Who Will Be the Gatekeepers in 2023?

Technology Policy Brief #78 | By: Mindy Spatt | January 11, 2023

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Supreme Court Will Consider Whether Social Media Companies Should Be Liable for Damage Caused Through Their Platforms and More Closely Regulated. Would the Government Be a Better Gatekeeper Than Elon Musk?

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Once upon a time, journalists were the gatekeepers to the audience and from power. Then flacks took over the gatekeeping from power (they control access to the famous and powerful and fame is the fuel that fires media today). Now the Web — and weblogs and interactivity — are taking over the gatekeeping to the audience, allowing the famous and powerful to bypass the gatekeepers and vice versa. – Jeff Jarvis, Death of the Gatekeeper

Photo taken from: Dado Ruvic | Reuters, BuzzMachine

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If anything is clear from Elon Musk’s takeover of Twitter, it is that he is ill equipped to be the arbiter of who or what should be banned from the platform.  He appears to be the last person on earth anyone would choose for the job.  Former CEO Jack Dorsey had no particular qualifications to do so, but his decisions didn’t garner the publicity or public dismay Musk’s have.  And if not Musk, or Mark Zuckerberg, who was notoriously late to the Trump/Russia party on Facebook, then who?

Social media companies currently operate with no responsibility for the content being distributed on their platforms.  A federal law, Section 230 of the Communications Decency Act of 1996, shields them from liability for third party content.

It also allows them to take “any good faith action to restrict access to or availability of material that the provider or user considers to be obscene, lewd, lascivious, filthy, excessively violent, harassing, or otherwise objectionable.”  So whatever efforts Zuckerberg, Musk and other social media giants have made to keep hate speech or other harmful content off of their platforms have been purely voluntary.  And not enough, judging by recent lawsuits by the Social Media Victims Law Center, which describes itself as  “a legal resource for parents of children harmed by social media addiction and abuse.” 


The Center is suing Tik Tok for wrongful death on behalf of the families of 8-year-old Lalani Erika Walton of Temple, Texas, and 9-year-old Arriani Jaileen Arroyo of Milwaukee, Wisconsin who both died after participating in TikTok’s “Blackout Challenge” which encourages users to choke themselves to the point of unconsciousness.

The group has also filed a suit against Snap, Inc. on behalf of the families of eight teenagers and young adults across six states, all of whom died after taking fentanyl-laced pills purchased from drug dealers they connected with on Snapchat.  The suit alleges that Snapchat’s unique disappearing message features, “encourage, enable, and facilitate illegal and deadly drug sales of counterfeit pills containing lethal doses of fentanyl to minors and young adults.”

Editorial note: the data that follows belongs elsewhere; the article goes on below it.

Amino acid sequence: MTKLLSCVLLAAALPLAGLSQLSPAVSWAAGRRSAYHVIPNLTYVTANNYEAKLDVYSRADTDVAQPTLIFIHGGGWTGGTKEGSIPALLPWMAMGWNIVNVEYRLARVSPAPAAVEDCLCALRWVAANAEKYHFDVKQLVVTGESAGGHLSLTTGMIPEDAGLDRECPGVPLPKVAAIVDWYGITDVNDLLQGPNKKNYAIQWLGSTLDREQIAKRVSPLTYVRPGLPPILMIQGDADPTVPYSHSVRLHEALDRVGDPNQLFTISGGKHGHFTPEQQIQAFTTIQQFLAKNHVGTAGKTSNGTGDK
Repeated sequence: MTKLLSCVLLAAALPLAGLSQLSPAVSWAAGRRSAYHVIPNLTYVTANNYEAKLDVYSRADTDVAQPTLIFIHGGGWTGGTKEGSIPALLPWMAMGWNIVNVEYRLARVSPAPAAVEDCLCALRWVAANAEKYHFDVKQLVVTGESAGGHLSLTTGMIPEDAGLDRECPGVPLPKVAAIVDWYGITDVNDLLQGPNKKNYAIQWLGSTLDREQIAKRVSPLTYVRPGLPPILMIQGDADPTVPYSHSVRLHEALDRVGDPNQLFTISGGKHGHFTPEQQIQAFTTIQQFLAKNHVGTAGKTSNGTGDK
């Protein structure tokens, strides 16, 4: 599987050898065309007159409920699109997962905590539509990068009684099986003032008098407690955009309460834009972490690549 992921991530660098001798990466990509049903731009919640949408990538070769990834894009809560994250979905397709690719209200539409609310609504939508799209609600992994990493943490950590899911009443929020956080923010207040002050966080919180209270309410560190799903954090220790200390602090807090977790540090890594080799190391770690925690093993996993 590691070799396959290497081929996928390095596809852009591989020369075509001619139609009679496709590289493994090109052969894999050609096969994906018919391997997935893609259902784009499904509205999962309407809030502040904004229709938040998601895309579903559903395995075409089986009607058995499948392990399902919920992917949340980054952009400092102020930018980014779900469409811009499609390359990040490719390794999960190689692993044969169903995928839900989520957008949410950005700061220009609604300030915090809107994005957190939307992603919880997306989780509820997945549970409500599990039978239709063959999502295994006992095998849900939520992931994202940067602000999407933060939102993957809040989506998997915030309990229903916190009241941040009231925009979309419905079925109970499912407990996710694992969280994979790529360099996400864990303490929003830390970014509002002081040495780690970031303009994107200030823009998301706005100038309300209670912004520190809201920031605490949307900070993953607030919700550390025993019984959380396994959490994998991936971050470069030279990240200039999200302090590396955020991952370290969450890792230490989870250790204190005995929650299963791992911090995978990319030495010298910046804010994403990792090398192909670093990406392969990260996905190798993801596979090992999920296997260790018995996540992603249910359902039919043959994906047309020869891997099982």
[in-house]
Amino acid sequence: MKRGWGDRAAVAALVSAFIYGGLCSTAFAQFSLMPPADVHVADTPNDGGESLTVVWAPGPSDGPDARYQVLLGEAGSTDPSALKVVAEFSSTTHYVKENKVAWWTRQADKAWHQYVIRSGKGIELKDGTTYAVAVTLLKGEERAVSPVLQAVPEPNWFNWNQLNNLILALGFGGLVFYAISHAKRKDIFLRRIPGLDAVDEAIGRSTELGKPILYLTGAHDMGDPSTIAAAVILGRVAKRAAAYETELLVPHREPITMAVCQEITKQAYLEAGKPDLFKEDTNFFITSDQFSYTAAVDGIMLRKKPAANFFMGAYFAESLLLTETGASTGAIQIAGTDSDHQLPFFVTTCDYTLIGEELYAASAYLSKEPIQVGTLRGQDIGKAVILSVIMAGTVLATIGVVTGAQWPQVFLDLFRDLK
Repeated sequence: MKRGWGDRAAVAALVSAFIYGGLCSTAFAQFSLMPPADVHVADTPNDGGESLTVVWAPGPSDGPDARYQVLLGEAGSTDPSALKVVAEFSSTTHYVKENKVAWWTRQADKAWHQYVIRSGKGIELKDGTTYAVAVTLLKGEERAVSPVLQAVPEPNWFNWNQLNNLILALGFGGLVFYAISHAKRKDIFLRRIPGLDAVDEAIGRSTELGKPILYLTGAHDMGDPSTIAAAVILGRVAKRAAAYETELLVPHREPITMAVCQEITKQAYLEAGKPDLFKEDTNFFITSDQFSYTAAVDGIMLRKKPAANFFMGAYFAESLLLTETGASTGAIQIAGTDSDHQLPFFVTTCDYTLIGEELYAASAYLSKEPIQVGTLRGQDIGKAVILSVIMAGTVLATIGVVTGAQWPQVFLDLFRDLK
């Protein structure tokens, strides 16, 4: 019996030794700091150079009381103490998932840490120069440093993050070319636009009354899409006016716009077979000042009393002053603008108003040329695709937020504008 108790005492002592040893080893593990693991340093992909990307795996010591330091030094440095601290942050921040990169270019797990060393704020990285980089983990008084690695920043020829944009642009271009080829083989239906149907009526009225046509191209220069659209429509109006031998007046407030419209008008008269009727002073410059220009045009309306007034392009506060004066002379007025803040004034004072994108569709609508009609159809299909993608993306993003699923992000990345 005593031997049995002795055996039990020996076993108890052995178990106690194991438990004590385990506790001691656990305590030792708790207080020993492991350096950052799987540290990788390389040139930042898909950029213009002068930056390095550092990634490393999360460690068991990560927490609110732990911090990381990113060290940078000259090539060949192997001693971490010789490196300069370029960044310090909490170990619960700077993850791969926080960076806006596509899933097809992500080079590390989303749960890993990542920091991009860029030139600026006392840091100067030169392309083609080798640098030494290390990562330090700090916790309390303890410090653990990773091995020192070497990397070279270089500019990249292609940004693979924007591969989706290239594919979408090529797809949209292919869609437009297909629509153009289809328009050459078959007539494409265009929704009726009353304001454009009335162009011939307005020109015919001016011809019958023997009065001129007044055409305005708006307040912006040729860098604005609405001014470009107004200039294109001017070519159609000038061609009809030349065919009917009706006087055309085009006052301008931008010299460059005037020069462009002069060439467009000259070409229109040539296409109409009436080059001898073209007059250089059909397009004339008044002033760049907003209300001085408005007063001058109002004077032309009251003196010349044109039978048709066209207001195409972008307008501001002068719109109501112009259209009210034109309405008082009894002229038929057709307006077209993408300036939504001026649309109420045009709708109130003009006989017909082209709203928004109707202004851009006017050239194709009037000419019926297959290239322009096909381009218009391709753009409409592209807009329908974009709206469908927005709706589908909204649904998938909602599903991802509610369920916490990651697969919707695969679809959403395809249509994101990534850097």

Although the Center notes on its website that Section 230 needs to be changed, their lawsuits are based on a products liability theory, alleging that the algorithms or other elements of the platforms’ delivery systems are dangerous and defective.  

Nothing talks like money, so if these actions are successful they are sure to spark major changes in the industry.  And two cases currently before the Supreme Court may signal an end to the broad protections of Section 230.


The Supreme Court’s decision to hear cases challenges the legal shield for social media platforms and puts the justices in the middle of a politically fraught debate over whether some of the world’s most powerful companies should be protected as neutral forums for speech or held accountable for the content.

Photo taken from: Bloomberg

Both cases blame social media for ISIS’s ability to recruit and enable terrorists.  In Gonzalez v. Google, the family of an ISIS terrorism victim alleges that YouTube’s algorithms make it easy for ISIS find new recruits, and that You Tube should be held liable for the result of its algorithms regardless of Section 230’s protections. Lower courts have issued conflicting opinions on these questions. 

In Twitter, Inc. v. Taamnehthe court will consider whether “a defendant that provides generic, widely available services to all its numerous users and “regularly” works to detect and prevent terrorists from using those services knowingly provided substantial assistance”  under anti-terrorism laws by not taking action to prevent such use.

The court could resolve these cases by deciding  to treat social media companies as common carriers.  Lower courts and Justice Thomas have indicated support for this approach, treating the companies similarly to public utilities providing communications services.  

In that case, the FCC, more experienced in stopping obscenity than viral suicide videos, would be providing guidance.  And likely not go as far as some advocates would like.  The nonprofit media advocacy group Media Justice has a set of recommended guidelines for social media companies to follow to “stop amplifying the worst content on their platforms” on their website https://www.changetheterms.org.

Engagement Resources​

Click or tap on resource URL to visit links where available 


Robert Reich, Do we want social media companies to decide whether Kanye West gets a platform?  The Guardian, Oct. 12, 2022.


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John Villasenor , Social Media Companies and Common Carrier Status, A Primer, Thursday, October 27, 2022, Brookings.edu.


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